Lung Cancer Risk Rises in Industrial Zones
U.K. study found proximity to industry doubled women's risk
THURSDAY, Sept. 28, 2006 (HealthDay News) -- Living next to heavy industry may boost lung cancer risk, suggests new research.
In the study, researchers in New Zealand and the U.K. compared more than 200 women with primary lung cancer and 339 healthy women. All the women lived in Teeside in northeast England, an area with especially high rates of lung cancer among women.
During the 19th and 20th centuries, heavy industry expanded rapidly in this area, and poverty and deprivation were common. By 1945, the town of Billingham on Teeside was the site of the largest chemical production complex in the world.
Overall, the women in the study had lived in the area for an average of 55 years.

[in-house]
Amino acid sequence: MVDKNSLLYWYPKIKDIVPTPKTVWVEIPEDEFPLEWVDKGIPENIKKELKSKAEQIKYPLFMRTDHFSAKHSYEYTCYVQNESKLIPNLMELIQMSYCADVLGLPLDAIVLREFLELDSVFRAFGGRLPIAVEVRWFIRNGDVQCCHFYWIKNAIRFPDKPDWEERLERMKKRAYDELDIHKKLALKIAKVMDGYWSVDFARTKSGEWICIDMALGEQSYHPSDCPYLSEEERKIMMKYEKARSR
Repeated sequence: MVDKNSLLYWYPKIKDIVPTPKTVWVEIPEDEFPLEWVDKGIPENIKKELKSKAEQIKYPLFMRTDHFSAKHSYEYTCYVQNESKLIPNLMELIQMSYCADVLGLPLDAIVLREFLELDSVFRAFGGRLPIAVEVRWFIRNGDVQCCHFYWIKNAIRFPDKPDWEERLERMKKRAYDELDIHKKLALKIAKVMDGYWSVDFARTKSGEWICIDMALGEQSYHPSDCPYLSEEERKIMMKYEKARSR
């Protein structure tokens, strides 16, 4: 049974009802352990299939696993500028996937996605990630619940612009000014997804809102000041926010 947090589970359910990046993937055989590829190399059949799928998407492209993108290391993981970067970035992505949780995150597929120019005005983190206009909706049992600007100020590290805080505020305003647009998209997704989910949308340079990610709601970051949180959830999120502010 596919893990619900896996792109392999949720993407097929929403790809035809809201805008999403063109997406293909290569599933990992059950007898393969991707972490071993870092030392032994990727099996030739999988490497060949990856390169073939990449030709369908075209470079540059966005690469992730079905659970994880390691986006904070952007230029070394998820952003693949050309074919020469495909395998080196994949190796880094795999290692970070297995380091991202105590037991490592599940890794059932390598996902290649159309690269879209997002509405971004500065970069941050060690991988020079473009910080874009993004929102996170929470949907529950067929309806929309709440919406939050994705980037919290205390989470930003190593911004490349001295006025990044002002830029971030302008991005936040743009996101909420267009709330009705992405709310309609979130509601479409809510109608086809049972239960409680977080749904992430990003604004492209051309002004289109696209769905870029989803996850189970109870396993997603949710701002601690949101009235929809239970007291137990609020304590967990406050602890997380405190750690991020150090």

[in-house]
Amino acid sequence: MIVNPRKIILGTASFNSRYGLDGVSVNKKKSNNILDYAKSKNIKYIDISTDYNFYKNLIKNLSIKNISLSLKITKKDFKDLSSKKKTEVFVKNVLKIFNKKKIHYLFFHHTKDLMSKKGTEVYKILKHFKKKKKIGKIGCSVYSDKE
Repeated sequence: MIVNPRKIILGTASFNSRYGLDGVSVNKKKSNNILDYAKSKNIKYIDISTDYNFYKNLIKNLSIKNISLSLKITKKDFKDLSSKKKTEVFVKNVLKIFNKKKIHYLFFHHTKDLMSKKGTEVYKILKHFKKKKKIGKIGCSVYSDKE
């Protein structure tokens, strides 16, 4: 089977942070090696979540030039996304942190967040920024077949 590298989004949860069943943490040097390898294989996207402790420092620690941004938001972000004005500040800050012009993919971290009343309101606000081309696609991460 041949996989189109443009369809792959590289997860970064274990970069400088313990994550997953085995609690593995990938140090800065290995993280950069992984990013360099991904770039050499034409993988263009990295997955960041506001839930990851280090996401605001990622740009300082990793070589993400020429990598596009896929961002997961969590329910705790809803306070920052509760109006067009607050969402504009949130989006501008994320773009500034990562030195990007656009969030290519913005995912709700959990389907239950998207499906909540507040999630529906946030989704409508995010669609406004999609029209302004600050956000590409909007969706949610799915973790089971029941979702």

The women were interviewed about their lives, including where they had lived and worked, smoking habits, and exposure to secondhand smoke. Home distances from heavy industry sites were divided into three zones: less than 5 kilometers away (Zone A); 5 to 10 kilometers away (Zone B); and more than 10 kilometers away (Zone C).
After accounting for other potential risk factors (such as smoking), the researchers concluded that women who lived in Zone A for more than 25 years were nearly twice as likely to develop lung cancer as women who didn't live in that zone.
Reporting in the journal Thorax, the study authors said their findings were consistent with previous studies and that more research needs to be done on the link between air pollution and lung cancer.
The American Academy of Family Physicians has more about air pollution and health.